September is National Preparedness Month, part of an annual awareness campaign spearheaded by the Federal Emergency Management Agency (FEMA). Are you prepared for the variety of disasters you might face in Florida? Do you have a plan? We lay out below what you should consider when creating your family’s emergency plan.
What Is an Emergency Plan?
A family emergency plan, aka disaster plan, involves reviewing and documenting what to do and how to do it when disaster strikes. Everyone in your household, as well as extended family and loved ones, should be aware of the plan and what their role is in an emergency. A disaster plan is your plan to stay safe, no matter what is happening around you.
Why Everyone in Florida Needs an Emergency Plan
The most common threats to anyone living in Florida are hurricanes, tropical storms, tornadoes, and flooding. In these cases, you and your loved ones may find yourself sheltering in place at home, sometimes without electricity, running water, or other utilities. You may even have to evacuate your home and seek shelter elsewhere. Having an emergency plan can help reduce some of the chaos and panic in the moment, supply you with simple, helpful steps to follow, and provide peace of mind knowing you’ve thought things through ahead of time. House fires, health emergencies, and other severe weather events are additional types of disasters requiring a plan of action.
What to Include in Your Family's Emergency Plan
Any worthwhile emergency plan should address these topics: where/how to shelter or evacuate, types of supplies to gather, what to put in a go bag, how to communicate with loved ones if you become separated, and how to remain alert to changing conditions in an emergency. We cover each of these topics below in greater detail. You can also check out family emergency plan templates available from various sources online, such as FEMA and the American Red Cross (in English and Spanish).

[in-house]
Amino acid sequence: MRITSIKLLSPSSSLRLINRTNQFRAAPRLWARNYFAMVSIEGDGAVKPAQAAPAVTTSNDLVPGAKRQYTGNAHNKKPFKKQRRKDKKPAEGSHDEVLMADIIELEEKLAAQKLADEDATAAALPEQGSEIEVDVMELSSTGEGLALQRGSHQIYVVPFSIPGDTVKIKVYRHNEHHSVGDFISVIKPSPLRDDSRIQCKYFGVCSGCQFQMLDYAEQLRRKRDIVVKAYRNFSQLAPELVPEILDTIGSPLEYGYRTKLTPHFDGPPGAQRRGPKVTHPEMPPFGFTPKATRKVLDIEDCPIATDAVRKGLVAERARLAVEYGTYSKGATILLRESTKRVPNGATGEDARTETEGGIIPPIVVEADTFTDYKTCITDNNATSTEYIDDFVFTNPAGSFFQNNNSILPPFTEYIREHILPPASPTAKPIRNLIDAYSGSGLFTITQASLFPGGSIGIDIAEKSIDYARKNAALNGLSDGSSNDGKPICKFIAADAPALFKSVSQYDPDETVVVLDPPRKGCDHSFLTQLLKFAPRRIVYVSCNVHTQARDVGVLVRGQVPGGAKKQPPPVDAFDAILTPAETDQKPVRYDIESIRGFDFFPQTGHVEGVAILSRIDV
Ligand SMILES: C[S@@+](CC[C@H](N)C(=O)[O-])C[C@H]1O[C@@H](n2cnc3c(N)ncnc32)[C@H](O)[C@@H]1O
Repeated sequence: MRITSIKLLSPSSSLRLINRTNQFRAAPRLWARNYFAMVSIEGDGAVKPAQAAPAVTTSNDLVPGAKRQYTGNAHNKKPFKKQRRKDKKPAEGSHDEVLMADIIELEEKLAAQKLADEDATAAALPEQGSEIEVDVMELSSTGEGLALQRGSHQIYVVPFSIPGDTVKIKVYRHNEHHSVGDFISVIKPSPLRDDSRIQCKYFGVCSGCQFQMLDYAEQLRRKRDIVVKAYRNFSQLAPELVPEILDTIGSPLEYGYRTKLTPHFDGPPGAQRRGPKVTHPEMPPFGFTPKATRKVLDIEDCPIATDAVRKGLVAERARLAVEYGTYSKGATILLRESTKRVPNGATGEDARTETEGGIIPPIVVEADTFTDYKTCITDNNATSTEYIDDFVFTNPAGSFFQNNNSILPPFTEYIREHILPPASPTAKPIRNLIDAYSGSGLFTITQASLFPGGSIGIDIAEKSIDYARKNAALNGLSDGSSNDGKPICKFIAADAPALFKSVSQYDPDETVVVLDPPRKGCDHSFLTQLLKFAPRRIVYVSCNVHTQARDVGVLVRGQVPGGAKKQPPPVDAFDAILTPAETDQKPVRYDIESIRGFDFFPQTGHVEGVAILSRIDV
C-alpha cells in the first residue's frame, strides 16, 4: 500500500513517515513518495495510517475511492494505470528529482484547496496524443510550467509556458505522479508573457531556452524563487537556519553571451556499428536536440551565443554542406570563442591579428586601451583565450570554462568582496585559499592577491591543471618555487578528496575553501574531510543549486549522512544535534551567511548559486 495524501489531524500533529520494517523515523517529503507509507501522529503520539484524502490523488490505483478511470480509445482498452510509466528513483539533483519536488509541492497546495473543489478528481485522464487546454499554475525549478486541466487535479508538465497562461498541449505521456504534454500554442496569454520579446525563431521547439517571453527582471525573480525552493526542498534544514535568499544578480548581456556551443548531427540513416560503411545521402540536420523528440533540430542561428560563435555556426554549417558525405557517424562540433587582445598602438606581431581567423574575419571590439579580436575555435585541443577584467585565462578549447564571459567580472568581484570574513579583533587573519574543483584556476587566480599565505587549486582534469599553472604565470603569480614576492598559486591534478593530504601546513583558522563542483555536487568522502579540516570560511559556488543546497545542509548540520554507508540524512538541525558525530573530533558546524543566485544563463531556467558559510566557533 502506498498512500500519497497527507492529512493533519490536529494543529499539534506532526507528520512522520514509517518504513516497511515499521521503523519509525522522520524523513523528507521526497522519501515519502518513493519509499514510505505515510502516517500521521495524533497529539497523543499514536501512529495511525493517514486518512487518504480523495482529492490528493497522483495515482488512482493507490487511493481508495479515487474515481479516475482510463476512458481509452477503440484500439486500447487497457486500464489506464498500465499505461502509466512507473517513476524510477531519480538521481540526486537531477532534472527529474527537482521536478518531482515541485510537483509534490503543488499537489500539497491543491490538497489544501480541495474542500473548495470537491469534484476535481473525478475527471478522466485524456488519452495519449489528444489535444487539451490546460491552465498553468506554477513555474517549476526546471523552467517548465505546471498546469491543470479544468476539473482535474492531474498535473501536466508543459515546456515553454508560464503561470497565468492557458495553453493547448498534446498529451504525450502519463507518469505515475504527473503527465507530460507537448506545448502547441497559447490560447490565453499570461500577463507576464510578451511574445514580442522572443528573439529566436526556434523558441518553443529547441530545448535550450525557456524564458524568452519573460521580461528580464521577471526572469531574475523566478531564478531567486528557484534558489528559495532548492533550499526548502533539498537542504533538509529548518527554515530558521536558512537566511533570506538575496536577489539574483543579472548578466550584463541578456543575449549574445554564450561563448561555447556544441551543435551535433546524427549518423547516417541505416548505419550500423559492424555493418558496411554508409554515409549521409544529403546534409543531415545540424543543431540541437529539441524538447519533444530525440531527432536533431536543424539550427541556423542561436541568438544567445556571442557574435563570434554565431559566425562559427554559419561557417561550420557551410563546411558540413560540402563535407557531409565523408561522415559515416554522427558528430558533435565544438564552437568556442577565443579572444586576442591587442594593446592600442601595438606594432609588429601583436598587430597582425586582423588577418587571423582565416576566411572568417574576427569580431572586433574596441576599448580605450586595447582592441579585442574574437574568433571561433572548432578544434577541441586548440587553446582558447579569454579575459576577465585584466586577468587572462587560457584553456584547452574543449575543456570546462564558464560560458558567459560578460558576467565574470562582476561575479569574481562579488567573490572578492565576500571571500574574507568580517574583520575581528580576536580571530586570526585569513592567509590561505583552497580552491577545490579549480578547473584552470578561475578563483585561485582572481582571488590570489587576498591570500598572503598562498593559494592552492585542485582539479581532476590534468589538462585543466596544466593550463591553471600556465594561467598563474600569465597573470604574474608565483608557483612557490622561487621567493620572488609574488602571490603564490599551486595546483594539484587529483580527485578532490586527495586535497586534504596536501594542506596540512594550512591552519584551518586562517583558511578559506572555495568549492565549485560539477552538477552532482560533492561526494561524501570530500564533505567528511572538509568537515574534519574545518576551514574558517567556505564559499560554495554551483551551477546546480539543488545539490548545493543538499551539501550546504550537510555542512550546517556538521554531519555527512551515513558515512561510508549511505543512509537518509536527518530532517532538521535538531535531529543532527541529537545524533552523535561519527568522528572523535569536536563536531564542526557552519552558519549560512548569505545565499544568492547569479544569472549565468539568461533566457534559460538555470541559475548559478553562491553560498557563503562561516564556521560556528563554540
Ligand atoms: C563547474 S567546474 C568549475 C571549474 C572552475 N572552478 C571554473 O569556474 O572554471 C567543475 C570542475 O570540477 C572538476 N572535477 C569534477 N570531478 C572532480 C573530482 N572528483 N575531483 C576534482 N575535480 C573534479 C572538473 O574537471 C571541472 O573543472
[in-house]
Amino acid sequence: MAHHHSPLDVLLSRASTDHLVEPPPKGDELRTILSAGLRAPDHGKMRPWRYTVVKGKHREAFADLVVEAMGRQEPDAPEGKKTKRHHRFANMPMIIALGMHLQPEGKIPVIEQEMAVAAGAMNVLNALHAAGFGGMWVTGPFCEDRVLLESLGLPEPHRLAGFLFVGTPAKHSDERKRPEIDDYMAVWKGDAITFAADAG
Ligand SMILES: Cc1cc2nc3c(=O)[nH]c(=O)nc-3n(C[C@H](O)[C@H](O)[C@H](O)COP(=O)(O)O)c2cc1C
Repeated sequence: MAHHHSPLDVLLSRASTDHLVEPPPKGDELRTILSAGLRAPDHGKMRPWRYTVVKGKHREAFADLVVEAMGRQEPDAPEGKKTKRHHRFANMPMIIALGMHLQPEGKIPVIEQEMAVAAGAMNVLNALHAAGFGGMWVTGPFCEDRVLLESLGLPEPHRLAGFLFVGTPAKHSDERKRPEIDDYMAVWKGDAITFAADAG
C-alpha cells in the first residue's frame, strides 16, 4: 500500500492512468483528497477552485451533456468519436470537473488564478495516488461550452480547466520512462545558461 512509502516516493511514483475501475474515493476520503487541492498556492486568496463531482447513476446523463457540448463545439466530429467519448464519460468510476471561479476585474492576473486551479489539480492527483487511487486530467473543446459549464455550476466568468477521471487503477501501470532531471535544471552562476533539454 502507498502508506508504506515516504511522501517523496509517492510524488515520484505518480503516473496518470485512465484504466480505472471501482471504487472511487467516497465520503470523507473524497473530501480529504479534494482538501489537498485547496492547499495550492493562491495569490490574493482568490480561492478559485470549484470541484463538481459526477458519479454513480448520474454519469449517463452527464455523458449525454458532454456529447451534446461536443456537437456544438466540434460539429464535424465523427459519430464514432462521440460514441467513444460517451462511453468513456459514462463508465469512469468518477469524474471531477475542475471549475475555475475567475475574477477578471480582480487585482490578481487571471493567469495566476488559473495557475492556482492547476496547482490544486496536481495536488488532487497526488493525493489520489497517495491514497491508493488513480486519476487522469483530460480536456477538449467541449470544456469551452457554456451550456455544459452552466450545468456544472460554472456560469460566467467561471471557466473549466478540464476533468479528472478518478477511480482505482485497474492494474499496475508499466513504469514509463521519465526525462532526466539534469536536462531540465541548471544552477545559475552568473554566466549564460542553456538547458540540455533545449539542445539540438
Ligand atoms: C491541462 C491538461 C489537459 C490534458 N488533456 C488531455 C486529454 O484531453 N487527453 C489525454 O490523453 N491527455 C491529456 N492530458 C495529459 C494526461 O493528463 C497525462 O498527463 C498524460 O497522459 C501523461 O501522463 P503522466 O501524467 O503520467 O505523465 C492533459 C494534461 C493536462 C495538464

Shelter / Evacuation Plans
This portion of your family emergency plan should include emergency meeting locations, how you’ll evacuate, and what you’ll need to successfully shelter in place.
Whether you’re staying home or planning to evacuate, be sure to accommodate the medical, dietary, and other specific needs of each household member, including pets.
• Children: Pack plenty of games and activities for your children so they are entertained and kept busy while riding our the storm.
• Pets: Include a water bowl, crate/carrier, special food, medications, and a favorite toy – especially if you end up having to evacuate. Consider microchipping your pet so you may find them more easily if they get lost.
Identify two meeting places where family members can get together quickly – and out of harm’s way – when disaster strikes. The first should be somewhere safe, right outside your home, in the event of fire, a gas leak, or other emergency requiring immediate evacuation of the premises. It could be as simple as a nearby tree, mailbox, or neighbor’s home. The second meeting place should be outside your immediate neighborhood, should you need to leave not only your home but the entire area. Make sure the designated locations are accessible to all family members.